SMARTS student competition, Latvia

About

Country: 
Latvia
Sectors: 
All
Target Groups: 
other

 

The Free Trade Union Confederation of Latvia launched a competition ‘SMARTS – A game for those who are in education’ aimed at introducing industrial relations, labour rights and safety at work issues and trade union activities to students in general education. The overall aim was to improve integration into the labour market after graduation from education. In its two years of operation, the measure directly involved teams from 119 classes in 77 general education schools, around 3,000 students in total. The project was part of the union’s permanent efforts to fight undeclared work, caused to some extent by weak knowledge of workers' rights and underestimating the significance of paying taxes.

 

Background

The national level trade union, the Free Trade Union Confederation of Latvia (Latvijas Brīvo arodbiedrību savienība, LBAS) had conducted a competition SMARTS – A game for those who are in education aiming at introducing industrial relations, labour rights and safety at work issues and trade union activities to students in general education. The project falls within LBAS' permanent efforts to fight undeclared work, which has been caused in many ways by weak knowledge of workers' rights and the underestimating of the significance of paying taxes. LBAS, in cooperation with the VDI and Ministry of Welfare regularly conducts measures that are aimed at a better understanding of preferring declared work over undeclared work.

In the 2011 motivating measure, LBAS referred to Latvian statistics showing that 65% of accidents at work had affected those who had had worked less than three years. Among workers that had suffered in accidents, 30% were young workers aged 18–34. Young workers also suffered from violation of labour rights – for instance, employment contracts were not in writing, overtime work was not paid and casual firing occurred.

The project was started in 2011 and expanded to 2012. It was based on funding from the European Social Fund within the project, ‘Practical application of normative acts of labour relations and safety at work in sectors and undertakings’.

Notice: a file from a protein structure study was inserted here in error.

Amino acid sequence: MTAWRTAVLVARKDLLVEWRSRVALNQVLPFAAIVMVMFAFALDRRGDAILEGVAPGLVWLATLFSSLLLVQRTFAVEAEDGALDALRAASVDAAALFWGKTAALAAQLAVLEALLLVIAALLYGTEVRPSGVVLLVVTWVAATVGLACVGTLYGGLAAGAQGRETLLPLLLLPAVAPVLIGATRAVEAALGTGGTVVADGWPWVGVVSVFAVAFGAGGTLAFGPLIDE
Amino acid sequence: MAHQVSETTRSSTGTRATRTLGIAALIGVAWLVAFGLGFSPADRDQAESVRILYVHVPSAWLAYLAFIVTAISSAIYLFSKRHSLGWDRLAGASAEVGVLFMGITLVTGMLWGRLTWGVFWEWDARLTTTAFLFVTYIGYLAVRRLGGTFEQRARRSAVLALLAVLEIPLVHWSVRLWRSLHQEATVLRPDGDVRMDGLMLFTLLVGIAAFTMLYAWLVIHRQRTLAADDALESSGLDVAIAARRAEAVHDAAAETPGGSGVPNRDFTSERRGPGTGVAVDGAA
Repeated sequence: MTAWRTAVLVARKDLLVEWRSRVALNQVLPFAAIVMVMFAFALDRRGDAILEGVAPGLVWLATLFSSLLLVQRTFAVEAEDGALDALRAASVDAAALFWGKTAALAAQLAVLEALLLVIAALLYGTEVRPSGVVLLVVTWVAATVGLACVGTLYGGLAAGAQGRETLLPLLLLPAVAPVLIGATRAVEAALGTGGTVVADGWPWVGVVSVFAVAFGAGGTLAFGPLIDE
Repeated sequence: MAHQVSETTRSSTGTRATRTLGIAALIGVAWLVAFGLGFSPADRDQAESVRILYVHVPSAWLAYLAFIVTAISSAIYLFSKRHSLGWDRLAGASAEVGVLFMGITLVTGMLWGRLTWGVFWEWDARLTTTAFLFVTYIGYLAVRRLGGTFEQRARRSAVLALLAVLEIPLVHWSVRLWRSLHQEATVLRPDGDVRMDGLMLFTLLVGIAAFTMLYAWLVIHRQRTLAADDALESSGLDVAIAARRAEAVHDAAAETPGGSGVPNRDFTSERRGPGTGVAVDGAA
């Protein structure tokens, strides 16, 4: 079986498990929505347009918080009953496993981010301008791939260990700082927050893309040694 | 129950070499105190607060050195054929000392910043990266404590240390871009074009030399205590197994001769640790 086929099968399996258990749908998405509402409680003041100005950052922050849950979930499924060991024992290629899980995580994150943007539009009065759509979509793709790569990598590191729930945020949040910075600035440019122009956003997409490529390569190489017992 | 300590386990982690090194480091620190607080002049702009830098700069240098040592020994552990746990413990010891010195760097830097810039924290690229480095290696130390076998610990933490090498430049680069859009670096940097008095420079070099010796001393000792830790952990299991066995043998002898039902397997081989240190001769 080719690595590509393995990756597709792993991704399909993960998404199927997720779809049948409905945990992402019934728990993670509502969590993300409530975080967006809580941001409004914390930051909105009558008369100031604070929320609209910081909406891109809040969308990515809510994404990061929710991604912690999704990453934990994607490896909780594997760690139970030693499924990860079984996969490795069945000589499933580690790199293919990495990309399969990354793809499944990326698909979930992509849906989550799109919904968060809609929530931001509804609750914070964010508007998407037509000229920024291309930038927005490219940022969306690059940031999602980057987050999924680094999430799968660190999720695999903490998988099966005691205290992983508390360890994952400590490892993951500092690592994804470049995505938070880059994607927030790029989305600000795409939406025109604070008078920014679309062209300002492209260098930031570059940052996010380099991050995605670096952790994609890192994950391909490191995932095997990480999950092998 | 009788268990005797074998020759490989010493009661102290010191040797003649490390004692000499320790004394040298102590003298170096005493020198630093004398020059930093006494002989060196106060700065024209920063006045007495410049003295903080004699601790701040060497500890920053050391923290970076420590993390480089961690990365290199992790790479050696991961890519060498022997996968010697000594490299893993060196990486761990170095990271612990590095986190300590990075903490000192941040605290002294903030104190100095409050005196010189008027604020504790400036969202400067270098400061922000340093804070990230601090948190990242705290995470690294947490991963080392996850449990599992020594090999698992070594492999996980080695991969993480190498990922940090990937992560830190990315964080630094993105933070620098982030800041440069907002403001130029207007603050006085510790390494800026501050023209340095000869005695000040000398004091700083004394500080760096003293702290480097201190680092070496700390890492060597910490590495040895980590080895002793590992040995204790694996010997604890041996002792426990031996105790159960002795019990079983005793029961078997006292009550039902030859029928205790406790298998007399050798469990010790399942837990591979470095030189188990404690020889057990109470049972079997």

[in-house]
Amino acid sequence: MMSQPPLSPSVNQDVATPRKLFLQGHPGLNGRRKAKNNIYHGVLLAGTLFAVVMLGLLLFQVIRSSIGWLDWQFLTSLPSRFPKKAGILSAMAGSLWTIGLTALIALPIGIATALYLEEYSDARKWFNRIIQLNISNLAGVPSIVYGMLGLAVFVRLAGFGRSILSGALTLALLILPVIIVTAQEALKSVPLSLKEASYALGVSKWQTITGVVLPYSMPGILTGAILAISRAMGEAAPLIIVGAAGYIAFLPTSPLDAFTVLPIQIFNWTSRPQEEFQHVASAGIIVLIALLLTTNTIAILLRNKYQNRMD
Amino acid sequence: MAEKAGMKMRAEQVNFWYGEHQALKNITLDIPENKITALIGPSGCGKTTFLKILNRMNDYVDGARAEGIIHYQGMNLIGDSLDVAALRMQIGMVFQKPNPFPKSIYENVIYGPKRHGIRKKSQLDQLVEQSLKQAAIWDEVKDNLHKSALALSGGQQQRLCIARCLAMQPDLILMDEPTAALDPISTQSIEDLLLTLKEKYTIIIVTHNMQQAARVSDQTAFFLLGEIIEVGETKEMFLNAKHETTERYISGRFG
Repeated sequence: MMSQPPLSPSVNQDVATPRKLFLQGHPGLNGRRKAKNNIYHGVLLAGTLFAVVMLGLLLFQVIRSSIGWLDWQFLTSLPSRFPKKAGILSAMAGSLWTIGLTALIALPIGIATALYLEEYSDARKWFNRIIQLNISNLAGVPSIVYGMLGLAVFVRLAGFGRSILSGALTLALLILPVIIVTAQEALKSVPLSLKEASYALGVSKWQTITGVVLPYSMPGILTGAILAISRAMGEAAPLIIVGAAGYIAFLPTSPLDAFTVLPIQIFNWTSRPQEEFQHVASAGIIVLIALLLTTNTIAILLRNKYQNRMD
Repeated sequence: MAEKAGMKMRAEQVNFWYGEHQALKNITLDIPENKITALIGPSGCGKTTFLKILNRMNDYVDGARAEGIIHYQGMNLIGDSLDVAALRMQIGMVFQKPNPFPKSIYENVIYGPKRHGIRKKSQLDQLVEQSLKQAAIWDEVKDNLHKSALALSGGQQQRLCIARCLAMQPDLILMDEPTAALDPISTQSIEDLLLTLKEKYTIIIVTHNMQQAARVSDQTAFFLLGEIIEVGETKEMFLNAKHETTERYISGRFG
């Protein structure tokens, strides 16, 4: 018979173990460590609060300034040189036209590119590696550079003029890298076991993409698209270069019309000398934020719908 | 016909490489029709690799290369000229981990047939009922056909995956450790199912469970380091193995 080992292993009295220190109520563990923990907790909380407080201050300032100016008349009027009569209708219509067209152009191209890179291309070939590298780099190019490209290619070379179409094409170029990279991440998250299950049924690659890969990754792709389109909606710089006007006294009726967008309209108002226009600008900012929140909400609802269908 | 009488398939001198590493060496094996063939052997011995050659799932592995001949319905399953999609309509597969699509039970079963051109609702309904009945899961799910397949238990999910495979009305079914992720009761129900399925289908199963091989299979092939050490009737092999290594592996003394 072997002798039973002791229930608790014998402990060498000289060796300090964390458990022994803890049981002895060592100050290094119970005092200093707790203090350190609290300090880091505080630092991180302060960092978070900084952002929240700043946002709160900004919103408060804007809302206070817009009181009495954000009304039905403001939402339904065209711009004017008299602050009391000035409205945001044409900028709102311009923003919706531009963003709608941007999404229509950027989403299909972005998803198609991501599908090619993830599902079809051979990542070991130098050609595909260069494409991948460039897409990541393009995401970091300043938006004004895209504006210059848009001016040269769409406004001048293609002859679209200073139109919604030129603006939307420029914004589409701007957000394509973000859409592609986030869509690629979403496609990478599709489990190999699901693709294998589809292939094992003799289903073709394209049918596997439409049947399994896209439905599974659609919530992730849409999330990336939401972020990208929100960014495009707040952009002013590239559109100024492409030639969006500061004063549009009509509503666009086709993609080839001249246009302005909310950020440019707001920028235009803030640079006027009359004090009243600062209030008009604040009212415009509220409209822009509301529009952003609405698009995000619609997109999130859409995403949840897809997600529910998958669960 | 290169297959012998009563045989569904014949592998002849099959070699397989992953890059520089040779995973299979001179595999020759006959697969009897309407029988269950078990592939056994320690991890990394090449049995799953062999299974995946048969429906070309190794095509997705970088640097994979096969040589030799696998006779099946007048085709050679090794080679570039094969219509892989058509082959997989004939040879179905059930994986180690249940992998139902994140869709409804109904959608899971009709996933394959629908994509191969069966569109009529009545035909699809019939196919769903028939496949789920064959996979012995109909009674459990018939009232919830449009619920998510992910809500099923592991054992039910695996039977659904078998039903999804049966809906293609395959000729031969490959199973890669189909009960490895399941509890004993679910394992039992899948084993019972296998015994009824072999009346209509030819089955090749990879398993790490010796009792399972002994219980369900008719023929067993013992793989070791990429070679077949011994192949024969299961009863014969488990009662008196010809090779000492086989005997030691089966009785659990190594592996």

Objectives

The objective of the measure was to provide competitiveness preferences to students of general education by increasing their awareness about labour rights and safety at work issues, as well as obtaining other skills that are useful for making a successful career, including teamwork and self-presentation skills.

The defined tasks of the two-year SMARTS – A game for those who are in education competition measure included:

  • to increase interest and comprehension of the skills and knowledge necessary to start a successful career among students in general education;
  • to increase interest and comprehension about labour rights and safety at work among students of general education before they start employment,
  • to facilitate the recognition of trade unions among young people.

Specific measures

The measure SMARTS – a game for those in education included a competition and supplementing measures.

Students of grades 1012 of the general education were invited to participate in the competition.

The competition was organised in three rounds with participants composed of a team representing a particular school.

In the first round participants were invited to answer 45 online questions regarding labour rights, safety at work, social dialogue and the role of trade unions. These questions were organised into three categories, easy, average complicated, very complicated. Each category included 15 questions: six on employment legal issues, six on safety at work issues and three on social dialogue and trade union issues.

After the first round, the five best schools from the capital city Riga and one school from each of four statistical regions – Vidzeme, Zemgale, Kurzeme and Latgale – were invited to participate in the second round, a regional semi-final competition. In the semi-final the teams were reduced to the 10 best students who had obtained the highest grades in round one.

The regional semi-final competitions consisted of three parts – homework, a quiz and practical exercises for each of the teams. All participants were provided with training in labour rights and safety at work issues, 90 minutes on average for each team.

The third round – a national final competition – was represented by one school from each of four regions and Riga. The final consisted of two parts, a quiz and practical exercises for each team.